You fall in the hallway and a kid you barely know rushes over to help. You come home after a long day to find your dad prepared your favorite meal. Just before lunch in social studies class, you learn about places where people don't have clean water or enough food.
What do these have in common? They're likely to make you feel gratitude.
Gratitude is one of many positive emotions. It's about focusing on what's good in our lives and being thankful for the things we have.
Gratitude is pausing to notice and appreciate the things that we often take for granted, like having a place to live, food, clean water, friends, family, even computer access. It's taking a moment to reflect on how fortunate we are when something good happens — whether it's a small thing or a big thing.
We can use lots of words to describe feelings of gratitude: We might say we feel thankful, lucky, fortunate, humbled, or blessed.
Gratitude doesn't just feel good. Making a habit of gratitude can also be good for us. Like other positive emotions, feeling grateful on a regular basis can have a big effect on our lives. Brain research shows that positive emotions are good for our bodies, minds, and brains.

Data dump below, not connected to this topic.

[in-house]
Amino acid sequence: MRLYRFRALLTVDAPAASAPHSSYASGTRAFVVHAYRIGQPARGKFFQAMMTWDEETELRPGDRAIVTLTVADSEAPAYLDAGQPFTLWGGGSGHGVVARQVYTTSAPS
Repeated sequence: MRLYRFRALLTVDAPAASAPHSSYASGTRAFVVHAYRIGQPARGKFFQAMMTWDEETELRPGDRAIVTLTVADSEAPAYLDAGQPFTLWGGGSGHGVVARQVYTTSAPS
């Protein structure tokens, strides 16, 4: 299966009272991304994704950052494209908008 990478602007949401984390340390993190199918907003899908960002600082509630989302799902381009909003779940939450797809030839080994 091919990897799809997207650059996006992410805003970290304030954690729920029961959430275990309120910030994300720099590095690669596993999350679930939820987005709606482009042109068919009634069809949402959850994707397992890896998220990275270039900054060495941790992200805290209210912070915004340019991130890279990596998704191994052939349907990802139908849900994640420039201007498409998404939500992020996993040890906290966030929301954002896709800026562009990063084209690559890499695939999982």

When we make it a habit to feel grateful and appreciative, it increases our awareness of good things as they happen. That mindset of gratitude has positive effects on our mood.
Sometimes, feelings of gratitude happen spontaneously. But we also can create feelings of gratitude by deliberately counting our blessings.
You can build a habit of counting blessings just by paying attention each day to things you're glad to have in your life. Slow down and notice what's around you. For example: "Wow, the sky is beautiful today! What an incredible world we live in," or, "There's Sara! It was so nice of her to help me yesterday."
Noticing the things you're grateful for is just the first step in building a gratitude habit, but you can try other things too, like taking the time to thank people or pausing to appreciate a star-filled sky. Start now. What's good about this moment?
Reviewed by: D'Arcy Lyness, PhD
Date reviewed: November 2013
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